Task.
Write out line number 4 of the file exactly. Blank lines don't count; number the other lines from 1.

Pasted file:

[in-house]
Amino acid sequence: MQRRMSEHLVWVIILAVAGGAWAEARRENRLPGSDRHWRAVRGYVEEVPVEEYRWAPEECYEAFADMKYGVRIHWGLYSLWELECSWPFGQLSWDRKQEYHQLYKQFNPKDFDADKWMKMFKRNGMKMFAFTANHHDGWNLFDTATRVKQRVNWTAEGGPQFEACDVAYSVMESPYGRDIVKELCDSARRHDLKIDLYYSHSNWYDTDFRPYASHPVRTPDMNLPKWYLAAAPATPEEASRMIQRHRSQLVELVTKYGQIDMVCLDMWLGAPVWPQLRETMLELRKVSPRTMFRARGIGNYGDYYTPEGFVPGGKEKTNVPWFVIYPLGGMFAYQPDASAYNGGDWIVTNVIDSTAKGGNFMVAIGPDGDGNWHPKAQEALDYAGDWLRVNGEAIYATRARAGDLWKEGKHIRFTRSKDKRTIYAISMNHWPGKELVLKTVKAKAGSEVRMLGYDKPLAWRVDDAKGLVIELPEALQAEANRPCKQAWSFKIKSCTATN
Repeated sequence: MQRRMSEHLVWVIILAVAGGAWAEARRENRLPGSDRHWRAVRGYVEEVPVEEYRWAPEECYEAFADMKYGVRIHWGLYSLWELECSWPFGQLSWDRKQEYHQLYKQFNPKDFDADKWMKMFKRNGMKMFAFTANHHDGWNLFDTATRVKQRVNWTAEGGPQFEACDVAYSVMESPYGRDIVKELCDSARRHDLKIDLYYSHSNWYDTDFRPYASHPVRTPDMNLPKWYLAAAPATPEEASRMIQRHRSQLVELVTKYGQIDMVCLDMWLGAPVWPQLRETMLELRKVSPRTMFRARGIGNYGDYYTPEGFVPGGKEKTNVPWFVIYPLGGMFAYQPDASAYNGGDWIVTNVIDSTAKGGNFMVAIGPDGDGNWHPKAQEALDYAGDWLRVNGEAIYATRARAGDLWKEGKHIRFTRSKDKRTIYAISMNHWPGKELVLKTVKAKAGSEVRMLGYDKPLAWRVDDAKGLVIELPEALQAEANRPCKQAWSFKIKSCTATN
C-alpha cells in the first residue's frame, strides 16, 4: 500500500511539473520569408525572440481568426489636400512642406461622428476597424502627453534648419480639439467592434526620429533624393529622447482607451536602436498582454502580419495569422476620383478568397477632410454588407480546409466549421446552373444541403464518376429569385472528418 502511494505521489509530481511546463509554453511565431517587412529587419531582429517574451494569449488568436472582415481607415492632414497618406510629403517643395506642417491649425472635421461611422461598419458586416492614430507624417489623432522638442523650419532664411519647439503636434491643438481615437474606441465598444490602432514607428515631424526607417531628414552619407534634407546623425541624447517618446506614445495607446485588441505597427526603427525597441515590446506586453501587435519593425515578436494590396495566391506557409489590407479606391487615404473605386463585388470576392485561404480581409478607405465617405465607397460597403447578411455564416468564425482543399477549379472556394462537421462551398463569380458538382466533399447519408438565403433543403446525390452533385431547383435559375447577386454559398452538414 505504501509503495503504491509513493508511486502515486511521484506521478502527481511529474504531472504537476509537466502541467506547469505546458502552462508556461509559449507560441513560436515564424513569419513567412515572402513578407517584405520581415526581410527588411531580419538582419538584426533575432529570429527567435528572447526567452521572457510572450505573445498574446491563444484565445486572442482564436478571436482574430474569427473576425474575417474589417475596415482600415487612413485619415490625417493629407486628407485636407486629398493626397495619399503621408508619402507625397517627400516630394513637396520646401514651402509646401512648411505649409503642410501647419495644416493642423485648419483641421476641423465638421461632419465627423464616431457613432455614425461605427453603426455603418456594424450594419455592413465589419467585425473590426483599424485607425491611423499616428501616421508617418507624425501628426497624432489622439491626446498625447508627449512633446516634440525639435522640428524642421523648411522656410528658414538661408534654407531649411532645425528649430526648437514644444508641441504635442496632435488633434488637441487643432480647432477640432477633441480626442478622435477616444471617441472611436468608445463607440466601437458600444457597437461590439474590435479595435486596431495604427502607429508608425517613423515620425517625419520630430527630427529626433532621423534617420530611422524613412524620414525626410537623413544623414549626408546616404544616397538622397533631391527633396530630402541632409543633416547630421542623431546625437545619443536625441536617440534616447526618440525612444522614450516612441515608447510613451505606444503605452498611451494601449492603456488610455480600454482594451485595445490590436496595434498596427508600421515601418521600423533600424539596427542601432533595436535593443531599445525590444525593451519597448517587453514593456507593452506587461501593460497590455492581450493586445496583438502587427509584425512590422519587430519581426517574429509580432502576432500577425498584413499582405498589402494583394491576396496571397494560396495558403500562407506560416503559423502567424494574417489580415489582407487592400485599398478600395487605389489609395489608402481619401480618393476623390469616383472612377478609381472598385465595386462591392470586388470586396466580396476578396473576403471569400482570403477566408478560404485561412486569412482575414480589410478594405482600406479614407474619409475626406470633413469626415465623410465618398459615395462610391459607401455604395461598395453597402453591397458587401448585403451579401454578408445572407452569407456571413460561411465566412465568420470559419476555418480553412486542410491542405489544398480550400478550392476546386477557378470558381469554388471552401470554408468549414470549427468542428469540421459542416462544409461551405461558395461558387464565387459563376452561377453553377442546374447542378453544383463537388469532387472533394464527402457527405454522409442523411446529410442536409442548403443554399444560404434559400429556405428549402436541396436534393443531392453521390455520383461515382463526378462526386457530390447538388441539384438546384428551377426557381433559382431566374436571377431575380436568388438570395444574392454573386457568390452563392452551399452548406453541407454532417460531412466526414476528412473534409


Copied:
C-alpha cells in the first residue's frame, strides 16, 4: 500500500511539473520569408525572440481568426489636400512642406461622428476597424502627453534648419480639439467592434526620429533624393529622447482607451536602436498582454502580419495569422476620383478568397477632410454588407480546409466549421446552373444541403464518376429569385472528418 502511494505521489509530481511546463509554453511565431517587412529587419531582429517574451494569449488568436472582415481607415492632414497618406510629403517643395506642417491649425472635421461611422461598419458586416492614430507624417489623432522638442523650419532664411519647439503636434491643438481615437474606441465598444490602432514607428515631424526607417531628414552619407534634407546623425541624447517618446506614445495607446485588441505597427526603427525597441515590446506586453501587435519593425515578436494590396495566391506557409489590407479606391487615404473605386463585388470576392485561404480581409478607405465617405465607397460597403447578411455564416468564425482543399477549379472556394462537421462551398463569380458538382466533399447519408438565403433543403446525390452533385431547383435559375447577386454559398452538414 505504501509503495503504491509513493508511486502515486511521484506521478502527481511529474504531472504537476509537466502541467506547469505546458502552462508556461509559449507560441513560436515564424513569419513567412515572402513578407517584405520581415526581410527588411531580419538582419538584426533575432529570429527567435528572447526567452521572457510572450505573445498574446491563444484565445486572442482564436478571436482574430474569427473576425474575417474589417475596415482600415487612413485619415490625417493629407486628407485636407486629398493626397495619399503621408508619402507625397517627400516630394513637396520646401514651402509646401512648411505649409503642410501647419495644416493642423485648419483641421476641423465638421461632419465627423464616431457613432455614425461605427453603426455603418456594424450594419455592413465589419467585425473590426483599424485607425491611423499616428501616421508617418507624425501628426497624432489622439491626446498625447508627449512633446516634440525639435522640428524642421523648411522656410528658414538661408534654407531649411532645425528649430526648437514644444508641441504635442496632435488633434488637441487643432480647432477640432477633441480626442478622435477616444471617441472611436468608445463607440466601437458600444457597437461590439474590435479595435486596431495604427502607429508608425517613423515620425517625419520630430527630427529626433532621423534617420530611422524613412524620414525626410537623413544623414549626408546616404544616397538622397533631391527633396530630402541632409543633416547630421542623431546625437545619443536625441536617440534616447526618440525612444522614450516612441515608447510613451505606444503605452498611451494601449492603456488610455480600454482594451485595445490590436496595434498596427508600421515601418521600423533600424539596427542601432533595436535593443531599445525590444525593451519597448517587453514593456507593452506587461501593460497590455492581450493586445496583438502587427509584425512590422519587430519581426517574429509580432502576432500577425498584413499582405498589402494583394491576396496571397494560396495558403500562407506560416503559423502567424494574417489580415489582407487592400485599398478600395487605389489609395489608402481619401480618393476623390469616383472612377478609381472598385465595386462591392470586388470586396466580396476578396473576403471569400482570403477566408478560404485561412486569412482575414480589410478594405482600406479614407474619409475626406470633413469626415465623410465618398459615395462610391459607401455604395461598395453597402453591397458587401448585403451579401454578408445572407452569407456571413460561411465566412465568420470559419476555418480553412486542410491542405489544398480550400478550392476546386477557378470558381469554388471552401470554408468549414470549427468542428469540421459542416462544409461551405461558395461558387464565387459563376452561377453553377442546374447542378453544383463537388469532387472533394464527402457527405454522409442523411446529410442536409442548403443554399444560404434559400429556405428549402436541396436534393443531392453521390455520383461515382463526378462526386457530390447538388441539384438546384428551377426557381433559382431566374436571377431575380436568388438570395444574392454573386457568390452563392452551399452548406453541407454532417460531412466526414476528412473534409